Women still face barriers to breastfeed at work

Women still face barriers to breastfeed at work

Despite the protections in place to support breastfeeding for employees, the burden still falls on working mothers to advocate for the resources they need, according to a new study from the University of Georgia.

The study also revealed gaps in the quality and accessibility of breastfeeding resources in the eyes of working mothers.

“We know that there are benefits of breastfeeding for both the mother and the infant, and we know that returning to work is a significant challenge for breastfeeding continuation,” said Rachel McCardel, a doctoral student at UGA’s College of Public Health and lead study author.

“There is a collective experience that we wanted to explore and learn how can we make this better.”

McCardel and her co-author specifically wanted to better understand breastfeeding support in the workplace since federal guidelines went into place over a decade ago requiring employers to provide unpaid break time and a space other than a restroom for employees to be able to express breast milk.

For their study, McCardel’s team surveyed female employees who performed a variety of jobs.

In addition to asking questions about their access to breastfeeding resources like private rooms, breast pumps and lactation consultants, the respondents were also asked about their experiences with combining breastfeeding and work.

They found that most respondents, nearly 80 per cent, had a private space at work to express milk, and around two-thirds of the women reported having break times to breastfeed. Access to other resources like lactation consultants or breast pumps was less common.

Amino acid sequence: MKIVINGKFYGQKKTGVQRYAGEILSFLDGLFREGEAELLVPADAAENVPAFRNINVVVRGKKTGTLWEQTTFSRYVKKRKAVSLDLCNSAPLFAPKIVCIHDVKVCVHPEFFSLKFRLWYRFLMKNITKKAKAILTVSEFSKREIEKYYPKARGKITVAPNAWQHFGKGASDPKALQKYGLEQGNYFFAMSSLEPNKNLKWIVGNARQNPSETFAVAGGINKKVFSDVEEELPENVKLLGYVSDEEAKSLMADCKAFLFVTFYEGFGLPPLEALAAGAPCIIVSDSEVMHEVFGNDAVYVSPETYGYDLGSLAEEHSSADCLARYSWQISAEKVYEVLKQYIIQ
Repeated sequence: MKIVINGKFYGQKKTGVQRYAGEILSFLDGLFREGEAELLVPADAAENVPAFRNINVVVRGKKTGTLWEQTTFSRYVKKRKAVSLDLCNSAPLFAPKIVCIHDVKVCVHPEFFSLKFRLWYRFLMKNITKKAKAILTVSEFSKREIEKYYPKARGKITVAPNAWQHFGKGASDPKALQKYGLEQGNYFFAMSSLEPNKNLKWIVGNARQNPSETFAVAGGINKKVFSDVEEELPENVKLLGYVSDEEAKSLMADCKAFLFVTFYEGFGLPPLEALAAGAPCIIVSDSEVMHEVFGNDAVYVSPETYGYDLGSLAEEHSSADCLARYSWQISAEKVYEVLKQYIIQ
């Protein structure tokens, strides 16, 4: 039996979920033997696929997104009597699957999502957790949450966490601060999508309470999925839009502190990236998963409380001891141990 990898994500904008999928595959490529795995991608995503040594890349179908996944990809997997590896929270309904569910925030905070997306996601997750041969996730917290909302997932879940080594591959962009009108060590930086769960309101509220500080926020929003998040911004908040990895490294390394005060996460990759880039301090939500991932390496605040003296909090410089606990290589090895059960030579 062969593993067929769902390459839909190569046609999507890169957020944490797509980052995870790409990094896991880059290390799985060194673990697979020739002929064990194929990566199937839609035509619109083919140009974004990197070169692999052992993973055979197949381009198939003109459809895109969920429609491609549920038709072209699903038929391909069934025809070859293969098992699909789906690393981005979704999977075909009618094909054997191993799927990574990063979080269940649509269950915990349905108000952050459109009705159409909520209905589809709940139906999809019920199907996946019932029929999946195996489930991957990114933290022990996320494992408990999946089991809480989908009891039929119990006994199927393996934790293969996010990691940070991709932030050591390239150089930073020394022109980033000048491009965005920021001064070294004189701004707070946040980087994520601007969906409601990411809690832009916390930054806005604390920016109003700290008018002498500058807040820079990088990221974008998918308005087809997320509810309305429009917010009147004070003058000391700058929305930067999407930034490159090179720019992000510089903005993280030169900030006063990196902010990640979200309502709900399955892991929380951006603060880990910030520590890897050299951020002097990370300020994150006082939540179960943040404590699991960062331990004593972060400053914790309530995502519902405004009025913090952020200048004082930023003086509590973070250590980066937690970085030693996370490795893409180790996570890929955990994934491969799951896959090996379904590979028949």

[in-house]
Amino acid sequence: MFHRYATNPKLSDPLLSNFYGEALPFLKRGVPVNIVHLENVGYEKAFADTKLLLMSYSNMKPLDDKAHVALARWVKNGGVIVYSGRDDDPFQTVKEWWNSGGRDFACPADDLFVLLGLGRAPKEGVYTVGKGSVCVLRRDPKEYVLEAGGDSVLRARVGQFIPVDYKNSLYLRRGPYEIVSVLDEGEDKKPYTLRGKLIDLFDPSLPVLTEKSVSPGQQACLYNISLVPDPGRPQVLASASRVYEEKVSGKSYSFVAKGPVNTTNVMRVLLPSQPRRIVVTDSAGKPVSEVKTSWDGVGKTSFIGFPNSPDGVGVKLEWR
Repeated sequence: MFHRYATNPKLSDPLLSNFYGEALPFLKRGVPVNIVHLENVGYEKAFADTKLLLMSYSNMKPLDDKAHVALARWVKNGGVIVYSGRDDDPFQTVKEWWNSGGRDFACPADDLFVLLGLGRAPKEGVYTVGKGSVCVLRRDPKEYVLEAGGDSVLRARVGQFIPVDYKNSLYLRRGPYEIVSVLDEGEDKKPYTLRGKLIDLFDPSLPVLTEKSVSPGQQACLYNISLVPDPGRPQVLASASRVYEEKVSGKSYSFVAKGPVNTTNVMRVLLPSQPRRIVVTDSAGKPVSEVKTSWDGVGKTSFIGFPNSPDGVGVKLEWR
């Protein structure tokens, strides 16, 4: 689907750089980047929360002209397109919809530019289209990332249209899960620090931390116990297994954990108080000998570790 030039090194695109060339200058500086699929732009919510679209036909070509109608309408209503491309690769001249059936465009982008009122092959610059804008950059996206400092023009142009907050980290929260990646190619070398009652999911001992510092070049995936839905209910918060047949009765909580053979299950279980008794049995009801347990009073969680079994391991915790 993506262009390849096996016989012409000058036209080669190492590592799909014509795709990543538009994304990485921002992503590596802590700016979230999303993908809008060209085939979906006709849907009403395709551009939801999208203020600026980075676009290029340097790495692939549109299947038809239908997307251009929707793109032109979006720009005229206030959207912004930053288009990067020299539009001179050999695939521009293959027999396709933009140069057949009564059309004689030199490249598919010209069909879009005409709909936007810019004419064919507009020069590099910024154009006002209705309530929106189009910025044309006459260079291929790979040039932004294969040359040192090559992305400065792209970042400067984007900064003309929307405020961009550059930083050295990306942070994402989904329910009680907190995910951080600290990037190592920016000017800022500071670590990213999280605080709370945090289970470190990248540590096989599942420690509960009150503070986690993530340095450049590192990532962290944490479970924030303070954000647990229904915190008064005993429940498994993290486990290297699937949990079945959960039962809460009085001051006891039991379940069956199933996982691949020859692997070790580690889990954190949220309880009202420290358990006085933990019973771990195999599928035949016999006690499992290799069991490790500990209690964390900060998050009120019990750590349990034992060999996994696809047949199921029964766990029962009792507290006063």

Many respondents also said they hadn’t expected to get much help from their employers, and there was a general lack of communication about the resources available to them.

That’s a small fix that employers could implement today, said Heather Padilla, an assistant professor at the College of Public Health and study co-author.

“Designate a person who is responsible for making sure that women who are preparing for the birth of their baby understand what resources they have available to them when they return to work,” she said. This could be a supervisor, an HR director or a mentor, she added.

Care and support for employees should extend to breastfeeding support, said McCardel.

“According to the most recent Workplace Health in America Survey, we’re now seeing about 46 per cent of worksites are offering some sort of health promotion programming, but only 8 per cent offer lactation resources,” she said. “I feel like that’s a missed opportunity because it’s a crucial part of work-life balance, especially for new mothers.”

Padilla said, “Employers who want to keep valued employees should think about how to create a workplace that considers the challenges that working mothers face.”

“Many women who have young children are in the workforce, and we should be able to make it easier for them to combine those two things,” said Padilla. “It shouldn’t be a choice of one or the other.”

 

Source: University of Georgia

Reference: Rachel E. McCardel, Heather M. Padilla. Assessing Workplace Breastfeeding Support Among Working Mothers in the United StatesWorkplace Health & Safety, 2020; 216507991989035 DOI: 10.1177/2165079919890358

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